Blessed Juliana of Cornillon, who lived in 13th century Belgium, had a vision in which she saw a full moon darkened in one spot. She heard a mysterious, heavenly voice state that the moon represented the Church at that time, and the dark spot showed that a great feast in honor of Corpus Christi was missing from the liturgical calendar. She reported this vision to the local ecclesiastical authority, the Archdeacon of Liège, Jacques Panteléon, who was later to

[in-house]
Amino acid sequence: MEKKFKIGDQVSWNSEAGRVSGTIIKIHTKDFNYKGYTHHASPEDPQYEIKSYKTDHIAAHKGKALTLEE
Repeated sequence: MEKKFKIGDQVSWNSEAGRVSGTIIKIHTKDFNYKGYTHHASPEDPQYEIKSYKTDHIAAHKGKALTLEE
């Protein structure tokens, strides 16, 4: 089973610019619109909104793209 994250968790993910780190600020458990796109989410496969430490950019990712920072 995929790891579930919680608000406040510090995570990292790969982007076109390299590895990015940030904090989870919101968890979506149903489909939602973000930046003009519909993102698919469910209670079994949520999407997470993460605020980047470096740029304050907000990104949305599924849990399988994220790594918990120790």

become Pope Urban IV.

In 1246, the Bishop of Liège, Roberto of Thourotte, established within his diocese a feast in honor of the Holy Sacrament, and it was celebrated for the first time on June 5, 1249. In 1264, Pope Urban IV (the former Archdeacon of Liège, to whom Blessed Juliana reported her vision) issued a papal bull extending the celebration to the universal Church.

He also commissioned St. Thomas Aquinas to compose the Office for the Mass and Liturgy of the Hours for the feast.

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